Are you a non-European planning an extended (2+ week) stay in Europe? Want to have a car, so you can make the most out of your stay? Do you hate dealing with car rental agencies trying to make you pay extra for every little thing? Would you like to not go broke in the process?
If the answer to those questions is YES, then by all means read on!
While researching car rentals in Europe, we came across this great description of the Renault Eurodrive Buy Back Car Lease program. There is no real point to restate what this article already says, so if you are interested in finding out more about the program , read the article, and come back here for more about our experience.
Booking the Car
After reading this article, we contacted Renault and Peugeot (who offers a similar program), and quickly received quotes for three months. Since Renault provided a better quote, we chose to go with them. The total price for a brand new car for three months, with GPS, no deductible insurance, no mileage restrictions, no extra driver fees, and with picking it up in Paris and dropping it off in Madrid, was $2,950, all included. Note: It was an extra $280 fee to return the car at a different location, included in the $2,950 price. Compare that with the quote from any other rental company, and keep in mind the extra charges rental companies will find ways to tack on (taxes, insurance, gas, extra drivers, GPS, etc).
Travel Tip For Parents: If you need car seats for your young ones, don't get them through Renault. The price they charge for car seats is obscene, about $375 per seat! They don't rent the seats to you, they sell them, and for a large premium. We opted to skip this option, and just went to the value store Auchan after picking up the car, where we purchased two new car seats at a fraction of the cost Renault would have charged. We also considered buying the car seats through Amazon and shipping it to the rental center, which Renault assured us they were fine with, but we ended up not going this route as we didn't want to take the risk.
One of the cons the article lists is the amount of paperwork that needs to be completed. It's true, there was a fair amount of paperwork that had to be completed and submitted in advance, but it was not anything out of the ordinary, just your typical paperwork. If you are confused at any point in the process, a representative in your country (in our case, the US), will be glad to help answer your questions quickly and politely!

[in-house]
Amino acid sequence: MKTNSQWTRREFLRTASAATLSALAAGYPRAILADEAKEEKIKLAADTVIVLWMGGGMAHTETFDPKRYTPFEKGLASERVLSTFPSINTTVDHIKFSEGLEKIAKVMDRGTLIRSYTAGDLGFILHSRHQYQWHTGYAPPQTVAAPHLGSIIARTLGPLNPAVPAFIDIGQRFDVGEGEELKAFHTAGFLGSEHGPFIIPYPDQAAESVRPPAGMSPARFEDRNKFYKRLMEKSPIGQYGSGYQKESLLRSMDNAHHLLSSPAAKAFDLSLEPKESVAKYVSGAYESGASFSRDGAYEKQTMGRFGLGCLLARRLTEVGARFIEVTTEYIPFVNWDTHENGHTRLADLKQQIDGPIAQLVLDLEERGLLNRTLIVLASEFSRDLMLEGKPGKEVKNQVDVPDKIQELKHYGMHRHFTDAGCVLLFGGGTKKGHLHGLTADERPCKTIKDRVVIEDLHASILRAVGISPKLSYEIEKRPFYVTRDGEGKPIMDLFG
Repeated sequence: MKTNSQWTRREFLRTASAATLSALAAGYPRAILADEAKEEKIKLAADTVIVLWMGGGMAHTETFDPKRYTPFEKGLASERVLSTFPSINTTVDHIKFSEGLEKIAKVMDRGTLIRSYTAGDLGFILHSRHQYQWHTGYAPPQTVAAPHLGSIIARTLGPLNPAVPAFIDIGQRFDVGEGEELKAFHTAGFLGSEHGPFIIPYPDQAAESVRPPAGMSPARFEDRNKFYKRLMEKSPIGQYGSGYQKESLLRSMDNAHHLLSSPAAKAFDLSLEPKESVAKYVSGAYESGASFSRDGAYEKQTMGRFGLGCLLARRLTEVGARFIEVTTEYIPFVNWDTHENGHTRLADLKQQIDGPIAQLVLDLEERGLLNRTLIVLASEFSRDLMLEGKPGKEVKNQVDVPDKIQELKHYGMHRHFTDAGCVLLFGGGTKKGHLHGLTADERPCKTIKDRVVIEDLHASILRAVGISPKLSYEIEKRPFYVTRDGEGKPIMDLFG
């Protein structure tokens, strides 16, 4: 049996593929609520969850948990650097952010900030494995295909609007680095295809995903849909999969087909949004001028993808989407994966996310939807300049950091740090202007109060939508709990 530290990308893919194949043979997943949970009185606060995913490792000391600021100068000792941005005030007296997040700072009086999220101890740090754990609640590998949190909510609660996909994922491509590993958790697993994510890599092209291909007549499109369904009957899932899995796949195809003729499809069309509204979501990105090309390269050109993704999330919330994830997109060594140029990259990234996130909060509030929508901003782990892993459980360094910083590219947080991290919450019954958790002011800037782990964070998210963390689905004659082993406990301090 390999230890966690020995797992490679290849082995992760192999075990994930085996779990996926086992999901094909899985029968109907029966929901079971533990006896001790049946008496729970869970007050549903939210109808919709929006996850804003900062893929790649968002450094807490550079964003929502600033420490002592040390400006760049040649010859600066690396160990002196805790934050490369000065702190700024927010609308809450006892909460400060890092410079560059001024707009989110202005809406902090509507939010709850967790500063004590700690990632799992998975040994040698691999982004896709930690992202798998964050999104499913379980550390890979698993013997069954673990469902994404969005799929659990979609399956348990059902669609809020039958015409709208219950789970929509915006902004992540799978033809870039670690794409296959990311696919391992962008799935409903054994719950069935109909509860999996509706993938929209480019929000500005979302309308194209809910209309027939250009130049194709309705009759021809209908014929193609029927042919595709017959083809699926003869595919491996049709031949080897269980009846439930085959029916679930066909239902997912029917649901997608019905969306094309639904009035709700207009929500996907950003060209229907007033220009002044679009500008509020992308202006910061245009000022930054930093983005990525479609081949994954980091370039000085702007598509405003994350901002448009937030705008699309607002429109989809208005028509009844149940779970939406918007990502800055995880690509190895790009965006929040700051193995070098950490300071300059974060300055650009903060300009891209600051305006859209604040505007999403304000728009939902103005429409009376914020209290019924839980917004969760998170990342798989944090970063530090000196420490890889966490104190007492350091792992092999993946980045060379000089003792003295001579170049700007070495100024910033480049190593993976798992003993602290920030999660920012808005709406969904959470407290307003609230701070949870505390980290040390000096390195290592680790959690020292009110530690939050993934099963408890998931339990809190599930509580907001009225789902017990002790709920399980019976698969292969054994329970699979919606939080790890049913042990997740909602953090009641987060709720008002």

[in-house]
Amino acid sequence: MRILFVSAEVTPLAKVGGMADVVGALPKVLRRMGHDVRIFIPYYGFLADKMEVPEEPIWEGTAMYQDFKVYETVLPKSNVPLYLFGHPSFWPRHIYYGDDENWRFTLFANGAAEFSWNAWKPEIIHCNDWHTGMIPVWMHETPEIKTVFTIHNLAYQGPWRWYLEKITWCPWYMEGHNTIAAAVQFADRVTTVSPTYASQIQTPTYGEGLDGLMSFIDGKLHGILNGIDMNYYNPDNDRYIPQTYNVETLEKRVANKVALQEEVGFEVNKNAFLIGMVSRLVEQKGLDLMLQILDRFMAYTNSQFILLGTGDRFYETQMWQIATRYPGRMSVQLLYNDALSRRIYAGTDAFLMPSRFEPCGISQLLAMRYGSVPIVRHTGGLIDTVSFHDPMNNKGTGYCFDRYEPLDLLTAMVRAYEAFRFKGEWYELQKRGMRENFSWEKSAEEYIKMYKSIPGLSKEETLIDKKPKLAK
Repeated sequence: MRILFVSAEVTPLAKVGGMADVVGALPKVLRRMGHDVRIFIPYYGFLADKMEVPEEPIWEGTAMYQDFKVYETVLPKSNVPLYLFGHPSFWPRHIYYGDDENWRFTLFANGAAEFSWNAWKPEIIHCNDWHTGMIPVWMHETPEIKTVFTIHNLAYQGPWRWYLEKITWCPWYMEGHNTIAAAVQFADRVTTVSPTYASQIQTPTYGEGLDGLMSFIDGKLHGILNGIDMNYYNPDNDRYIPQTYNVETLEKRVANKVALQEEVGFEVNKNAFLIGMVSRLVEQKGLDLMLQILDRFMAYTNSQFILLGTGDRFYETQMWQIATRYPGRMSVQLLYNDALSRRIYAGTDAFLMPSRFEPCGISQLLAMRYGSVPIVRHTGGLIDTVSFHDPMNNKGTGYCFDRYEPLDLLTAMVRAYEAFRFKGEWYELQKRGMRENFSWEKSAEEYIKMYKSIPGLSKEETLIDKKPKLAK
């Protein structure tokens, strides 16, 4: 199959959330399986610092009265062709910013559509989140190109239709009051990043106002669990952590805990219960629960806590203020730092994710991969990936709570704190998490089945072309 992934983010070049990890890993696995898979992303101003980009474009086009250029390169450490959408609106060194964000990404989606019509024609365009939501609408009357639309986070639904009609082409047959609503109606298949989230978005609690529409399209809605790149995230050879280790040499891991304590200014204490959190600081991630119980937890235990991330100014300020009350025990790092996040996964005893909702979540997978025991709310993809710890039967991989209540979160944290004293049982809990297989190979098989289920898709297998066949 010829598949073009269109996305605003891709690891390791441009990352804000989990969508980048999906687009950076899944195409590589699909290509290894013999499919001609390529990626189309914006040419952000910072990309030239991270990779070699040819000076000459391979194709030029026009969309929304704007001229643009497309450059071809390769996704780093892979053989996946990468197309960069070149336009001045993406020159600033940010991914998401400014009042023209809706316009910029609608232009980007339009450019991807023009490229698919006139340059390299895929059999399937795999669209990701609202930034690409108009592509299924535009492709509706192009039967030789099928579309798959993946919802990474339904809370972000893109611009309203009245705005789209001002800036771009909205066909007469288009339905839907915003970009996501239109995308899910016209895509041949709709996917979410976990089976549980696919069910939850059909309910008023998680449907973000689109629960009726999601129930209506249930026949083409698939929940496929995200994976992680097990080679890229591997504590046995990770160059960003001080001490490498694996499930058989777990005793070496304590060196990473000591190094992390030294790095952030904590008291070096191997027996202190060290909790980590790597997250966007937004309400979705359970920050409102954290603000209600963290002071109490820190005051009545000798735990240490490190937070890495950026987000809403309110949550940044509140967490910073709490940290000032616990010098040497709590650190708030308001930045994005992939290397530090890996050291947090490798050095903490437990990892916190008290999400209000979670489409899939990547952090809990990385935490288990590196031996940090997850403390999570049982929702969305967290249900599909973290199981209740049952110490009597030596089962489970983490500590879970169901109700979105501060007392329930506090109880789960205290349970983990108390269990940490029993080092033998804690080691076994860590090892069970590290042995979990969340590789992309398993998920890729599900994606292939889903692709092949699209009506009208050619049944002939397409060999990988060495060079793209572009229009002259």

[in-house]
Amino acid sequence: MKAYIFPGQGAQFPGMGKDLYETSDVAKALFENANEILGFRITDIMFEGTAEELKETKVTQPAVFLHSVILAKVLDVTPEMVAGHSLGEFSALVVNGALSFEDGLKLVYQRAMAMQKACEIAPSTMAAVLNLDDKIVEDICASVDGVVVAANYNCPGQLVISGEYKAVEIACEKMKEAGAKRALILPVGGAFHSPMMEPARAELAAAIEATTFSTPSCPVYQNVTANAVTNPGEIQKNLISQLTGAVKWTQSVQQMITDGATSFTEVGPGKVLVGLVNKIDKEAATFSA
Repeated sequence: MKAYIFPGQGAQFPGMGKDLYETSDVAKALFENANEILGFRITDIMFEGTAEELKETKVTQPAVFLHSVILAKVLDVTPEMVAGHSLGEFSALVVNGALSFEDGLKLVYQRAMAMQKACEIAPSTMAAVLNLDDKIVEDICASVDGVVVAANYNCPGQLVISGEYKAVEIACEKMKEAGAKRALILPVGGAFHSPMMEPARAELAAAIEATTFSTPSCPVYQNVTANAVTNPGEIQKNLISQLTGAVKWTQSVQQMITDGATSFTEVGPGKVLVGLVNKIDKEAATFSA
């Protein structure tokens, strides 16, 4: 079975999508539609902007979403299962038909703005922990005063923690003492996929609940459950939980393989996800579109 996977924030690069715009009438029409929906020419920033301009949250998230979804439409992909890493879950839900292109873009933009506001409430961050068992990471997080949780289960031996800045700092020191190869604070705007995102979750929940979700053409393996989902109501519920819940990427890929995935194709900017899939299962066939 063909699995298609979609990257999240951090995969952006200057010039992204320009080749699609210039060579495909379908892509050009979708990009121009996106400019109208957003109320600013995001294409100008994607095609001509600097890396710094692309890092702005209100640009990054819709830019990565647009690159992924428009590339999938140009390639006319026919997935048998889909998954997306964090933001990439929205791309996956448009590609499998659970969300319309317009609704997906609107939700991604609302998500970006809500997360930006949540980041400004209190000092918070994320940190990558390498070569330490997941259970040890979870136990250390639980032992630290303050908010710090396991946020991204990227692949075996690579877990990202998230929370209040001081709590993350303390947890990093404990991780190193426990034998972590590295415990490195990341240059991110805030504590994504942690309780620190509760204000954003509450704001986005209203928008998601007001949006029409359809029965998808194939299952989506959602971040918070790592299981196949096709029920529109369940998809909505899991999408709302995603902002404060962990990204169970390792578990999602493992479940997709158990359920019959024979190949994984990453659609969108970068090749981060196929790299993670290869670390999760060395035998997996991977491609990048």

Travel Tip: Remember to read all the paperwork that the car company sends you. For Renault, we had print out and take only one piece of paper which has the word "PAID" on it, along with a summary of the contract. The company does not charge the full amount to your credit card until 2 weeks before the beginning of the lease contract, after which they generate the "PAID" paperwork. If you are like us and will be traveling and on the road, with no access to a printer, then at any time earlier you can call the car company and ask them to charge your credit card and send you the paperwork . For us, this was a quick and easy phone call.
Choosing Your Car
I had always wanted to learn how to drive a stick shift, but never really had a reason or opportunity for it. This trip finally provided me with both. You will pay considerably less if you get a manual transmission. I only took one 90 minute lesson in the states before coming to Europe, and while the first 30 minutes of driving solo was "interesting", it was enough to get me going, and the rest I picked up on the way.
Also, while deciding on the car model, you should probably opt for diesel. We chose a model that takes regular unleaded fuel, and while the upfront cost was cheaper, the gas in Europe is very expensive. Not only are diesel models more efficient, but the diesel fuel is generally cheaper. In the long run, you'll most likely end up saving money with a diesel model.
Picking up the Car
Renault provided us with very detailed documents describing both the pick up and drop off locations. In addition to the address and phone numbers, it provided detailed maps and public transportation instructions. This made it very easy for us to find the rental center.
One thing that impressed upon us the most when picking up the car was how simple a process it was. Between the time we arrived at the pick up center and the time we left, perhaps 15 minutes had elapsed, and 10 of those minutes was just them pulling the car up and giving us a quick tutorial of the cars features. The actual time at the desk just involved exchanging quick pleasantries and handing over our identification, it was completely unlike any experience I've had at a car rental agency.
The article warns about the car not having much gas when you pick it up, but ours had a half tank of gas, which was plenty to get us well on our way before we had to fill up.
To Lease or Not to Lease?
As of the time I am writing this article, we have had the car for half of our three months, and so far are very satisfied with the experience. If you are staying in Europe for more than a few weeks (they say 17 days is the break-even point), seriously consider the short term lease program from either Renault or Peugeot. It will likely be cheaper, and in our experience much more hassle free.
Do you have any experiences, good or bad, with renting a car in Europe? Please share them in the comments!